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How do I Choose the Best Microscope Resolution?

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  • Written By: Brad Cole
  • Edited By: Bronwyn Harris
  • Last Modified Date: 27 November 2016
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    Conjecture Corporation
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It can sometimes be hard to figure out what the best microscope resolution to use is, especially for new microscopists. There are, however, three easy guidelines that can help even the rawest beginner choose the best microscope resolution. The guidelines are to choose the resolution that will not damage your specimen, choose the resolution that presents the largest amount of the desired subject matter in the field of view, and choose the resolution that allows for a clear view of the subject matter. These three guidelines will be explained in more detail below.

First, make sure to choose a resolution that will not damage the specimen. But how can choosing a specific resolution damage a specimen? One way is through oil. Very high resolution lenses require the use of oil or other liquids that can damage specimens or destroy slides that are not properly prepared. Another way a specimen can be damaged is through physical force. If the microscope lens is too big, it can push against a specimen and crush it if the user isn’t careful. These factors should be taken into account prior to using a lens to attain a specific resolution.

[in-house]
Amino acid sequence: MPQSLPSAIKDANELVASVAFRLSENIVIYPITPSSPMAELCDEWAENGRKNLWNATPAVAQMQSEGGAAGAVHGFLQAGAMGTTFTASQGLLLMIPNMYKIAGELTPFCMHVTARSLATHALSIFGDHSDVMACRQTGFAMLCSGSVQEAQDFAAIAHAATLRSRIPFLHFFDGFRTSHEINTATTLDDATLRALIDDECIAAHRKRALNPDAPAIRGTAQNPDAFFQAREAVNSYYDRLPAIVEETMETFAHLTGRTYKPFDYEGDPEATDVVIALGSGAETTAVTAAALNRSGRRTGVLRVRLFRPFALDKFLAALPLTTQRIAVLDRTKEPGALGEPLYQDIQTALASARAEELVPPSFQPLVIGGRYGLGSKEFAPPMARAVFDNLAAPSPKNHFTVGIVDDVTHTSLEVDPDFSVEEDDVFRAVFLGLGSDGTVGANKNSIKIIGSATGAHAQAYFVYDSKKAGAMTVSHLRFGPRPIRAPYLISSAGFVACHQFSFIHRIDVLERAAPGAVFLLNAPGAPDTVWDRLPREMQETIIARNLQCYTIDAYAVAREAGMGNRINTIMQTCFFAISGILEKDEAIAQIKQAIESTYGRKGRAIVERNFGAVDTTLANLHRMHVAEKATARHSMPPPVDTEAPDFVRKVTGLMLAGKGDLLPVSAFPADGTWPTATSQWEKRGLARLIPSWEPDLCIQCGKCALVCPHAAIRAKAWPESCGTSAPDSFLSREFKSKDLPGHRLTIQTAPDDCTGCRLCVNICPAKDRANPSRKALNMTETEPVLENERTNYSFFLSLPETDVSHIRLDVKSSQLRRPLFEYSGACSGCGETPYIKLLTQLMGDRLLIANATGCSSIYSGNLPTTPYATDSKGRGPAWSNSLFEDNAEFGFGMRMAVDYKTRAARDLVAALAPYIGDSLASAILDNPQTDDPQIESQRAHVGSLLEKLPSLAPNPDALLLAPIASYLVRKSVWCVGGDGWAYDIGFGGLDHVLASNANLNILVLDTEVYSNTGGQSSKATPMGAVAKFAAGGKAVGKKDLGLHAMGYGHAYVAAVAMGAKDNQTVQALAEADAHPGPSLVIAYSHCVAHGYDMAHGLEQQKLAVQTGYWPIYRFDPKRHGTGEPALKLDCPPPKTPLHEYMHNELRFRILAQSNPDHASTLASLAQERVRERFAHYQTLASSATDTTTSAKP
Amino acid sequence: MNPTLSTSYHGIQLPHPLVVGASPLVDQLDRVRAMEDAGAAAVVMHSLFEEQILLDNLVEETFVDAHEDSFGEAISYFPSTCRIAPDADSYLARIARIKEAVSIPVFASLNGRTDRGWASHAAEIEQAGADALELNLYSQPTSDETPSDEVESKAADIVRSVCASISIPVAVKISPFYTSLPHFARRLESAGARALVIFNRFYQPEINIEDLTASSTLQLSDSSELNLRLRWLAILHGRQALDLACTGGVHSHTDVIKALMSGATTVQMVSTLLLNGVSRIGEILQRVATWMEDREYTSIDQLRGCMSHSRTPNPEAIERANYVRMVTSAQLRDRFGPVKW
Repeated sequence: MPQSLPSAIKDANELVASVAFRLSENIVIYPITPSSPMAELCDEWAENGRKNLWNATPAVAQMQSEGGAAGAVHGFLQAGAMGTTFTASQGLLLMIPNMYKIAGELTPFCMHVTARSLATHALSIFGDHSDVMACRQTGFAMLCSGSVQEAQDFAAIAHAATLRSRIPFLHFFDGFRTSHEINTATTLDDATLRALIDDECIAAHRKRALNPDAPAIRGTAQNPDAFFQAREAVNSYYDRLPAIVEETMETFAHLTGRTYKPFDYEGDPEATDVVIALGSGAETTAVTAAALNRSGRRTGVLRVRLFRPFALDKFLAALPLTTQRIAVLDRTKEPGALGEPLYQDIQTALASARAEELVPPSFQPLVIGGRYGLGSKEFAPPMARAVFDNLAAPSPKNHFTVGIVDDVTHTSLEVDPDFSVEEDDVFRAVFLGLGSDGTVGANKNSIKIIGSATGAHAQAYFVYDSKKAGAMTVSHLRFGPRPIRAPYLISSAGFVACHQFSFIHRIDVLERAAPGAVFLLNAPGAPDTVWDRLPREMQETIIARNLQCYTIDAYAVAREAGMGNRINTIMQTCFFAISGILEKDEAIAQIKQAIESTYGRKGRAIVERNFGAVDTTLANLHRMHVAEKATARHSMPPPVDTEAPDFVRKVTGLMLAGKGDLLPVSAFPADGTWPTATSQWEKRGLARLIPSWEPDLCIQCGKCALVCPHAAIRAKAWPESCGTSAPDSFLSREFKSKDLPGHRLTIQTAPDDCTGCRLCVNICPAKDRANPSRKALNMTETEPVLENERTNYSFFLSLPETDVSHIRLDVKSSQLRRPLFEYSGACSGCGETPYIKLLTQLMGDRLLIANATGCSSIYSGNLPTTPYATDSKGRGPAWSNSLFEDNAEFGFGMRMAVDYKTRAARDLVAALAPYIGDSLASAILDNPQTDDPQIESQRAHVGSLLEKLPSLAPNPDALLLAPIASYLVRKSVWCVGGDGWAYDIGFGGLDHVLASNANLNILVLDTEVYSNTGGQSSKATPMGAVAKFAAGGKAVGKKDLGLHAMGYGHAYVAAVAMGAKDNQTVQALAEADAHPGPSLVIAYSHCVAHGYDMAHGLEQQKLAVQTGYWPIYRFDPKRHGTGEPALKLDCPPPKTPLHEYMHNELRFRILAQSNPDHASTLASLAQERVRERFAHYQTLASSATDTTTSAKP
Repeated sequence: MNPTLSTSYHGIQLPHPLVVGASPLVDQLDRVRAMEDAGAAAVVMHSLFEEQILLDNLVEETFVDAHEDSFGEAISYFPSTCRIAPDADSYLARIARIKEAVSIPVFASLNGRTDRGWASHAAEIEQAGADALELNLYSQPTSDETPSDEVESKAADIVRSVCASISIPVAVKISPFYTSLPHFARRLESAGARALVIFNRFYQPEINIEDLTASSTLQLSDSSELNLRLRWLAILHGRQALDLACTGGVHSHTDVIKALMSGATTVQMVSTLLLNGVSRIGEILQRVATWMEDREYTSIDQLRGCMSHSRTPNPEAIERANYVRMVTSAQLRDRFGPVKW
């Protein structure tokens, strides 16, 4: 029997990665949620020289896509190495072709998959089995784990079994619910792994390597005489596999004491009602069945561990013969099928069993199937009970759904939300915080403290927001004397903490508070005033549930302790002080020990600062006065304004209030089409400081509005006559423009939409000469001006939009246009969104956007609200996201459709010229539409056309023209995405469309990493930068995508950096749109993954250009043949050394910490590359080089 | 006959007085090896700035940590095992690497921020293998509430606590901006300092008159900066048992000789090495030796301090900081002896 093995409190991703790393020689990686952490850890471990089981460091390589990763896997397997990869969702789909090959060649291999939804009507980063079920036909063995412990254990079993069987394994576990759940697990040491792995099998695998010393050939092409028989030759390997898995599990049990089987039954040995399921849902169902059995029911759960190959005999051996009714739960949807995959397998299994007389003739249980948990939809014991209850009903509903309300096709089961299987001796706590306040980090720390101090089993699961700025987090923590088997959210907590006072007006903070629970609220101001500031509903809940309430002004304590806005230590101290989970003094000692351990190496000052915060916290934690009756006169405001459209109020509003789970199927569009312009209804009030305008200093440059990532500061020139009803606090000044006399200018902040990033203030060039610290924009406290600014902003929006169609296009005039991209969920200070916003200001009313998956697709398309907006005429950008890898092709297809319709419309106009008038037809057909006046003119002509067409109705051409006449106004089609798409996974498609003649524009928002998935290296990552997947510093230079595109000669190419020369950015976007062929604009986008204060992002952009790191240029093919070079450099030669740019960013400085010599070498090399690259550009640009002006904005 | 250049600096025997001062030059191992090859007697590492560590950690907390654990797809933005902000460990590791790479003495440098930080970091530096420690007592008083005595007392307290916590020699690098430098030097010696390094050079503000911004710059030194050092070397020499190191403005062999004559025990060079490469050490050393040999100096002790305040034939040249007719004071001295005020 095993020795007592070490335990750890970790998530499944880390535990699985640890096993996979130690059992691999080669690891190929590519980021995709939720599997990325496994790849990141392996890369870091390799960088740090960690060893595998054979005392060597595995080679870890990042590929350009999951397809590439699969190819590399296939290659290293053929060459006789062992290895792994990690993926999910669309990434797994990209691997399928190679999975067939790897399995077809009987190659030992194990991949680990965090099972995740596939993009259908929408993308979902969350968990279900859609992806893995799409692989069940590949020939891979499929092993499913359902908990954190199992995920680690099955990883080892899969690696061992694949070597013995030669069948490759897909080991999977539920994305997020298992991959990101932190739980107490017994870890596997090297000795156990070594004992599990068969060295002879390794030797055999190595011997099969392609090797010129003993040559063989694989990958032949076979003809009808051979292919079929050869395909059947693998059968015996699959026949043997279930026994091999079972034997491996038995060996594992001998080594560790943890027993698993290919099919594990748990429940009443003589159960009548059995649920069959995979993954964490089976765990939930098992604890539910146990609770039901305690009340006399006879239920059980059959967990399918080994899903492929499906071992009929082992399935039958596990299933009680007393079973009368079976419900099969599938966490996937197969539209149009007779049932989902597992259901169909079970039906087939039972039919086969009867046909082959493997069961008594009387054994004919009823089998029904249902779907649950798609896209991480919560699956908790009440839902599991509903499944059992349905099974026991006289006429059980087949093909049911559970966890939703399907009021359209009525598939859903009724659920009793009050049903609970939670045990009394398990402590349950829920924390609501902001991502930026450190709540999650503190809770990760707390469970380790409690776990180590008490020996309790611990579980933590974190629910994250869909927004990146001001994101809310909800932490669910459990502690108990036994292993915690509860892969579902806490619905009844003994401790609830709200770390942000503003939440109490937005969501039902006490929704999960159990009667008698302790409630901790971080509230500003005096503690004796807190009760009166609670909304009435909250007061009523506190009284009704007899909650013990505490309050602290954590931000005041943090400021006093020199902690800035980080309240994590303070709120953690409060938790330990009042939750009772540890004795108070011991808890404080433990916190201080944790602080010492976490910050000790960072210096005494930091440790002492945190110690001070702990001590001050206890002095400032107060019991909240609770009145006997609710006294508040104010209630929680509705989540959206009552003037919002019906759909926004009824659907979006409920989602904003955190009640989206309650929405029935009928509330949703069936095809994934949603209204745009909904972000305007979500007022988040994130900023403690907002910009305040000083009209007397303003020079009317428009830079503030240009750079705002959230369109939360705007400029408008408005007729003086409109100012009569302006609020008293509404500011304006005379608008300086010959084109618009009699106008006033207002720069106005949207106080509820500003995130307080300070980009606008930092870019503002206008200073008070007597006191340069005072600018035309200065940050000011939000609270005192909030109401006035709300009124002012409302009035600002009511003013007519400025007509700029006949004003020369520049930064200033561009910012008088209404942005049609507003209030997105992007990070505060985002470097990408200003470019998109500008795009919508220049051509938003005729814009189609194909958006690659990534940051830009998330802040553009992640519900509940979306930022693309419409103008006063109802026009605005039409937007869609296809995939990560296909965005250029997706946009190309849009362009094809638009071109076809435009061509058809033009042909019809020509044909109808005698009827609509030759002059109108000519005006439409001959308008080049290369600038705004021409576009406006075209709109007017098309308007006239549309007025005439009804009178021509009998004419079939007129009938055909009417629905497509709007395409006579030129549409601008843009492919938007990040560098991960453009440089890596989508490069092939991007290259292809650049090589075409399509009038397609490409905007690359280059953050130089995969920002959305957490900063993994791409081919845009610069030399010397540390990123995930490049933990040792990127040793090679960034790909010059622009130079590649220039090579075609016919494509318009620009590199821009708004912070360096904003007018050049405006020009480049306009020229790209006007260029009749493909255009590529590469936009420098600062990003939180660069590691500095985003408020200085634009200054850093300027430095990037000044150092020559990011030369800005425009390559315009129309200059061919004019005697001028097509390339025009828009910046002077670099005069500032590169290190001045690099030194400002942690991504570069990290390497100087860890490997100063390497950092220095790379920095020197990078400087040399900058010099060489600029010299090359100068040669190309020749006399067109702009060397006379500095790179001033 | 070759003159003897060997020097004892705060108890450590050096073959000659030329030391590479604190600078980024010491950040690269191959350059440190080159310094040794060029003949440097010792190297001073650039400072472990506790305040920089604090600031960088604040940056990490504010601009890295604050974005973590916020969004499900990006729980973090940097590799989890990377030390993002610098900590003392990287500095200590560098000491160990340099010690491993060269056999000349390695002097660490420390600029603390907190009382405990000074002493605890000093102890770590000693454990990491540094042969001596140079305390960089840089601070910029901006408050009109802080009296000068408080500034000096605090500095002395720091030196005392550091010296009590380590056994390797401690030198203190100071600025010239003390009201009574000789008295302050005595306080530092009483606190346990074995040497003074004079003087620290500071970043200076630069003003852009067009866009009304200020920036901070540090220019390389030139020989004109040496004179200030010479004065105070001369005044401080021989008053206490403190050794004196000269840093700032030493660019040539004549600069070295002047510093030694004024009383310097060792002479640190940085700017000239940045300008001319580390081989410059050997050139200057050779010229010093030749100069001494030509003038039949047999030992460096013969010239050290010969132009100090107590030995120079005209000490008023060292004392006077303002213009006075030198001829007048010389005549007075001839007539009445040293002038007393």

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Second, choose the resolution that presents the largest amount of the desired subject matter in the field of view. If a microscopist can only see a tiny bit of something in the corner of the eyepiece, then a higher resolution probably needs to be used. As long as no physical damage occurs to the specimen and time permits it, a microscopist should feel free to try a higher resolution in order to determine if it allows more of the desired subject matter to be seen.

Third, use the resolution that allows for a clear view of the subject matter. If a microscopist can’t clearly see the subject, it doesn’t matter how much of it is in the field of view. Every time the resolution is increased, more light will be needed to see the subject matter properly; if more light is not available, a lower resolution should be used. As well, if a microscopist can not get the subject matter into focus (fuzzy) at a specific resolution, a different resolution should be used.

Beyond these three guidelines, remember standard microscope practices when choosing the best microscope resolution. Start at the lowest possible resolution, and get the subject matter into focus. Move to the next lowest resolution, adjusting the focus and illumination as needed. Then follow the three guidelines until the best microscope resolution has been determined.

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